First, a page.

IP3 02 Kinematics

Simulation of a Bouncing Ball

While I have shared a simulation of a bouncing ball made using Glowscript before, I felt that one made using GeoGebra is necessary for a more comprehensive library.

It took a while due to the need to adjust the equations used based on the position of the graphs, but here it is: https://www.geogebra.org/m/dfb53dps

The kinematics of a bouncing ball can be explained by considering the dynamics and forces involved in its motion. In this simulation, air resistance is assumed negligible. When a ball is dropped from a certain height and bounces off the ground, several key principles of physics come into play. Let’s break down the process step by step:

Free Fall: When the ball is released, it enters a state of free fall. During free fall, the only force acting on the ball is gravity. This force is directed downward and can be described by W = mg

W is the gravitational force.
m is the mass of the ball.
g is the acceleration due to gravity (approximately 9.81 m/s² near the surface of the Earth).

Impact with the Ground and Bounce: When the ball reaches the ground, it experiences a force due to the collision with the surface. This force is an example of a contact force and much larger than the gravitational force. This force depends on the elasticity of the ball and the surface it bounces off.

During the collision with the ground, the ball’s momentum changes rapidly. If the ball and the ground are both ideal elastic materials, the ball will bounce back with the same speed it had just before impact. In reality, some energy is lost during the collision, causing the bounce to be less than perfectly elastic. This simulation assumes elastic collisions.

Post-Bounce Motion: After the bounce, the ball starts moving upward. Gravity acts on it as it ascends, decelerating its motion until it reaches its peak height.

Second Descent: The ball then starts descending again, experiencing the force of gravity pulling it back down towards the ground.

This process continues with each bounce. In practice, with each bounce, some energy is lost due to the non-ideal nature of the collision and other dissipative forces like air resistance. As a result, each bounce is typically lower than the previous one until the ball eventually comes to rest. However, for simplicity, the simulation assumes no energy is lost during the collision and to dissipative forces.

An animated gif file is included here for use in powerpoint slides:

Sky-Diving and Terminal Velocity


This is a wonderful applet created by Abdul Latiff, another Physics teacher from Singapore, on how air resistance varies during a sky-dive with a parachute. It clearly demonstrates how two different values of terminal velocity can be achieved during the dive.

Incidentally, there is a video on Youtube that complements the applet very well. I have changed the default values of the terminal velocities to match those of the video below for consistency.

Also relevant is the following javascript simulation that I made in 2016 which can show the changes in displacement, velocity and acceleration throughout the drop.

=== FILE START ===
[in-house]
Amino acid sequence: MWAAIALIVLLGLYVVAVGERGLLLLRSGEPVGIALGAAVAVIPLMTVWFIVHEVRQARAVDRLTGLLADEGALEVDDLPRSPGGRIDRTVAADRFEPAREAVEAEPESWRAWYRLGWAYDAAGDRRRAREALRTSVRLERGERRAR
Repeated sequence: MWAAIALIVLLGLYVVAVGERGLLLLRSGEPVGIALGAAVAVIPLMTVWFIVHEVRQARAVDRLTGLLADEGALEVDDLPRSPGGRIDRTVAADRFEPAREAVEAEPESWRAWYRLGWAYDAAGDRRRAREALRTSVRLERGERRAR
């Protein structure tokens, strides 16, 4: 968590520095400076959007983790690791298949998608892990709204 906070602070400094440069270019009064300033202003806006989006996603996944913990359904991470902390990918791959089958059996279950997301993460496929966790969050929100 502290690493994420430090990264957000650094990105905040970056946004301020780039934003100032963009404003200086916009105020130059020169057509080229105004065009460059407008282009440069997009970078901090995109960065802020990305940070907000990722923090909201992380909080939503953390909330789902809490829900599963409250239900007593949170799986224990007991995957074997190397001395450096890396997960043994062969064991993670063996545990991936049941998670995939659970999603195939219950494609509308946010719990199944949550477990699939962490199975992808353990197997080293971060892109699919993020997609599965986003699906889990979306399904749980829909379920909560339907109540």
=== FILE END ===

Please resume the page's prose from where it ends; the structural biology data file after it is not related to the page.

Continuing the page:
Equation of Motion App

Access the app in full screen here: https://www.geogebra.org/m/mfvvhjrj

This app is designed to give students practice in interpreting velocity-time graphs with various scenarios, such as more complex examples involving negative velocity and acceleration. Answers will be given if student is wrong.

Use this to embed into SLS or another LMS.

<iframe scrolling="no" title="Equations of Motion" src="https://www.geogebra.org/material/iframe/id/mfvvhjrj/width/700/height/480/border/888888/sfsb/true/smb/false/stb/false/stbh/false/ai/false/asb/false/sri/false/rc/false/ld/false/sdz/false/ctl/false" width="700px" height="480px" style="border:0px;"> </iframe>

Bouncing Ball Animation using Python

For a fullscreen view, visit https://www.glowscript.org/#/user/wboson2007/folder/MyPrograms/program/Bouncing

Modified this python simulation from Dr Darren Tan’s work at https://sciencesamurai.trinket.io/a-level-physics-programming#/collisions/bouncing-ball

Wanted to try out a different way of creating simulations. Added the acceleration-time graph in place of his energy-time graph, in preparation for the teaching of kinematics. Also assuming no energy loss during collisions for simplicity.

For Singapore teachers, I have submitted a request to SLS for this URL to be whitelisted for embedding. Once approved, glowscript simulations can be embedded as part of the lesson. For the time being, a URL link out to the simulation will have to do.

Multiple Representation of Vertical Throw

One common misconception among new learners of kinematics is that acceleration of an object being thrown upward is zero at the top of the path when it is momentarily at rest. I created this interactive, along with the 3 graphs in order to help students relate the vectors to the graphical representation of motion.

It is also worth noting that students often have conflicting ideas of the acceleration at the beginning of the throw, as they are aware that a resultant upward acceleration is necessary for the object to start moving upward in the first place. Hence, it must be stressed that the animation begins after the ball has left the throwing hand.

For a view that is optimized for your screen, visit https://www.geogebra.org/m/zvsydy9f.

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